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The evacuation occurred on
the night of September 6th. As soon as the Federals took possession,
they had to make all haste to repair the ramparts to protect themselves
against the fire from Fort Moultrie and James Island, whose guns were
immediately turned upon them.

By this time, Fort Sumter was in ruins, its artillery could not be
served, and its garrison comprised only a detachment of infantry. Upon
being summoned to surrender by Dahlgren, the commander invited the
admiral to come and take the fort. The effort to do so was made by a
military force and the ironclads on the 9th of September, but failed. No
more important attempts followed. The result had shown that the defenses
of Charleston were practically impregnable, and, though shells were
occasionally sent into the forts and city, the latter was not captured
until near the end of the war, and then it was brought about, as may be
said, by the collapse of the Confederacy itself.

When the war began the Southerners were the superiors of the Northerners
as regarded their cavalry. Horseback riding is more common in the South
than in the North, but it did not take the Union volunteers long to
acquire the art, and, as the war progressed, the cavalry arm was greatly
increased and strengthened. One of the natural results of this was
numerous raids by both sides, some of which assumed an importance that
produced a marked effect on the military campaigns in progress, while in
other cases, the daring excursions were simply an outlet to the
adventurous spirit which is natural to Americans and which manifests
itself upon every opportunity and occasion.


Mention has been made of the embarrassment caused General Lee during his
Gettysburg campaign by the absence of Stuart with his calvary on one of
his raids. In the autumn, Stuart started out on a reconnaissance to
Catlett's Station, where he observed French's column in the act of
withdrawing from the river, whereupon he turned back toward Warrenton.
Taking the road leading from that town to Manassas, he found himself
unexpectedly confronting the corps of General Warren. Thus he was caught
directly between two fires and in imminent danger of defeat and capture,
for his force was but a handful compared with either column of the
Federals. Fortunately for the raider, he and his men were in a strip of
woods, and had not been seen, but discovery seemed certain, for their
enemies were on every hand, and the slightest inadvertence, even such as
the neighing of a horse, was likely to betray them.

Stuart called his officers around him to discuss what they could do to
extricate themselves from their dangerous situation. No one proposed to
surrender, and it looked as if they would be obliged to abandon their
nine pieces of horse artillery and wait until night, when they might cut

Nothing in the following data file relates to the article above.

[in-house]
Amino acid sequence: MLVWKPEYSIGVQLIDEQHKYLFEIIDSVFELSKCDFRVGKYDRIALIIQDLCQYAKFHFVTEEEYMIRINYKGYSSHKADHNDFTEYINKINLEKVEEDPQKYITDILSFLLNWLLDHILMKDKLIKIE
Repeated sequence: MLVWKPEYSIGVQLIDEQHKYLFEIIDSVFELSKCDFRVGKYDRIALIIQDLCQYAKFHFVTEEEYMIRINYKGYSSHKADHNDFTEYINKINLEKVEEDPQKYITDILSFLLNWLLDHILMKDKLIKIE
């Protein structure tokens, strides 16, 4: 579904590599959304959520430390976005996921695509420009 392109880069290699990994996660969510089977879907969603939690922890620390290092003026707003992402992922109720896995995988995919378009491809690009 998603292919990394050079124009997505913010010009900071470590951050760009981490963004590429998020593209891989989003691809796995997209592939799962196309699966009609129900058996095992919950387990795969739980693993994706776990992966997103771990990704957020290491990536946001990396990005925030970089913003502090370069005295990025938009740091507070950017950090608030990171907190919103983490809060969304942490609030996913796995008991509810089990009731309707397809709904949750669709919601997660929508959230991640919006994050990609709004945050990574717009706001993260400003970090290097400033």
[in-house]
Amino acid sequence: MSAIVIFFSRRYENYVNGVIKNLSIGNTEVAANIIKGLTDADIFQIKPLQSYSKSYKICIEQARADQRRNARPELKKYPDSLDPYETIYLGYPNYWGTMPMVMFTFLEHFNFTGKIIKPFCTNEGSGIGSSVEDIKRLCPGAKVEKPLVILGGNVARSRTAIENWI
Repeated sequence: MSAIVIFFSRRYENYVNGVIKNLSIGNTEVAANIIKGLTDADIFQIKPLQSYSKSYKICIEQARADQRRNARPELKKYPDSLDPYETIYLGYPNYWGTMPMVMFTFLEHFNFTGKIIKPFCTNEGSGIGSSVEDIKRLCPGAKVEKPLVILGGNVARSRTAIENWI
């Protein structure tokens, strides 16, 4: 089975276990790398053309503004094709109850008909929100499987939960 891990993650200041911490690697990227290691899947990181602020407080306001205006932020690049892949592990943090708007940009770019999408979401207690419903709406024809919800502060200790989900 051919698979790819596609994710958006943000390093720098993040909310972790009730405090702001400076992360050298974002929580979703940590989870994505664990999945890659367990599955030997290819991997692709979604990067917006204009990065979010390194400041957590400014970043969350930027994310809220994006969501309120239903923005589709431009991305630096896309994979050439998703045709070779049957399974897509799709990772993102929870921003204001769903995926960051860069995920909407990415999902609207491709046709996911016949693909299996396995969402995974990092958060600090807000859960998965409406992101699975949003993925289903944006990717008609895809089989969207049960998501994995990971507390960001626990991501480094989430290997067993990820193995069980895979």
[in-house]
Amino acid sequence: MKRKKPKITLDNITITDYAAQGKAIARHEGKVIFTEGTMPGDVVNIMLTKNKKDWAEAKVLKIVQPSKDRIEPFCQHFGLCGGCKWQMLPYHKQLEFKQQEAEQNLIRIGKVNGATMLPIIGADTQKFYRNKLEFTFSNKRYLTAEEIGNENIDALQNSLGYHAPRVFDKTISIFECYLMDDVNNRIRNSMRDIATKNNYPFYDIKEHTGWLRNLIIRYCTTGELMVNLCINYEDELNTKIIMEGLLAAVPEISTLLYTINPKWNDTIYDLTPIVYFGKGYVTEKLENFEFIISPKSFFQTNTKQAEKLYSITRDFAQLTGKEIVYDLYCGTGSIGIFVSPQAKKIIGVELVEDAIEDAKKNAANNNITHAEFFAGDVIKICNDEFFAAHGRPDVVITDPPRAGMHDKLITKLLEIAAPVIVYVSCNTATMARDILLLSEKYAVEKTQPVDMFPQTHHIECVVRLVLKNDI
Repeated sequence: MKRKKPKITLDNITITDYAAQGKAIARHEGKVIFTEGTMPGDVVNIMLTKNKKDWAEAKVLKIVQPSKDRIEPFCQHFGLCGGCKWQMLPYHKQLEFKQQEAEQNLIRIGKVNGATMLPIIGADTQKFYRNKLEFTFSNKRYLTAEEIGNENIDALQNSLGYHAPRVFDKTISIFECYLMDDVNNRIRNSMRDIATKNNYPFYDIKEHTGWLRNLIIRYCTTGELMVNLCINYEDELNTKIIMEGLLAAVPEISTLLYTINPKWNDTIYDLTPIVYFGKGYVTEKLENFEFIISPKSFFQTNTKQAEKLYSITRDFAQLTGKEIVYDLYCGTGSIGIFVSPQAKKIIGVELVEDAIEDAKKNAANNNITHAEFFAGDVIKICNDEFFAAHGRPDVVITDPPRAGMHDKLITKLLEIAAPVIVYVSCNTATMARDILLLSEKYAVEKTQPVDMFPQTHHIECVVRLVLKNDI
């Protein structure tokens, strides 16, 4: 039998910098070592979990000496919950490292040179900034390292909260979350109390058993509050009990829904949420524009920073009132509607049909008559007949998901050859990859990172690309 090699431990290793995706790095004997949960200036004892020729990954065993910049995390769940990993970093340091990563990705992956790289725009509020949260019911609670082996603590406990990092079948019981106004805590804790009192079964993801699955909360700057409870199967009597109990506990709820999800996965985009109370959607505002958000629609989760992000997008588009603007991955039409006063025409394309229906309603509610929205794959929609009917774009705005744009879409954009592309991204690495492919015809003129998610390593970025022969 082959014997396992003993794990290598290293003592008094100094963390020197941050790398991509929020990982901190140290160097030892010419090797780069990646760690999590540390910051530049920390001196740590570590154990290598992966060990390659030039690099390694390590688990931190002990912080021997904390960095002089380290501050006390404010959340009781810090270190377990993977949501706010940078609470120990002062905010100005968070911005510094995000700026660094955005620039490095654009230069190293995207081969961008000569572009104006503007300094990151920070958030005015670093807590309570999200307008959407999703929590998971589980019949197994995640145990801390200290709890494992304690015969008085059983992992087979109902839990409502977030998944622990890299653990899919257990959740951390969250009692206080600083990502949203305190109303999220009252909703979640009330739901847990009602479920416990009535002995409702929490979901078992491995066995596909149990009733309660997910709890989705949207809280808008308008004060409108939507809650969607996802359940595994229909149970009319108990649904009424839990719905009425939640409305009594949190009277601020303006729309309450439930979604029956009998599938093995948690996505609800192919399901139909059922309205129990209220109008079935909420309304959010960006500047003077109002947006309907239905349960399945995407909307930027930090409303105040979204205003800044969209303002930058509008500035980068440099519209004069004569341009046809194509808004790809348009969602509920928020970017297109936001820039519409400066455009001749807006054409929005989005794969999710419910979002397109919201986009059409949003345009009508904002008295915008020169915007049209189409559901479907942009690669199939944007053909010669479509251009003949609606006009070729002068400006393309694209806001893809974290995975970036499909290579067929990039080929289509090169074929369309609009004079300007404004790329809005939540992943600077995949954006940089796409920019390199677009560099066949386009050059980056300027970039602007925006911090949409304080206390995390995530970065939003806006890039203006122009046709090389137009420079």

their way out.


Stuart did not like the idea of losing his guns. At any rate, he would
not consent, until another plan which had occurred to him was tried.
Several of his men were dismounted, and each was furnished with a musket
and infantry knapsack. The uniform was not likely to attract notice in
the darkness, in case they met any Federals. These messengers were
ordered to pick their way through the Union lines to Warrenton, where
they would find General Lee, who was to be told of the danger in which
Stuart was placed. The Confederate commander could be counted upon to
send prompt help. Fortunately for Stuart, two of his men succeeded in
getting through the Union lines and reaching Lee.

At the best, however, the night must pass before help could arrive, and
it need not be said that the hours were long and anxious ones to the
troopers hiding in the woods, with the Federal camp-fires burning on
every side, and the men moving about and likely to come among them at
any moment. They were so close, indeed, that their laughter and
conversation were plainly heard.

The alert horsemen suddenly observed two Union officers coming toward
them. Their careless manner showed they had no thought of danger, and
they were strolling along, when several dark figures sprang up from the
ground, shoved their pistols in their faces, and warned them if they
made the least outcry they would be instantly shot. The prisoners saw
the shadowy forms all around them, and were sensible enough to submit
and give no trouble. The night gradually wore away, and just as it was
growing light, and while the Union division on the heights of Cedar Run,
where they were posted to protect the rear of General Warren, were
preparing breakfast, they were alarmed by the firing of musketry from
the advance of a Confederate column coming up the Warrenton road.

"That means that Uncle Bob has sent us help!" was the gratified
exclamation of Stuart to his delighted friends; "we must take a hand in
this business."

The cavalry opened fire on the Union lines, which were thrown into some
confusion, during which Stuart limbered up his guns and quickly rejoined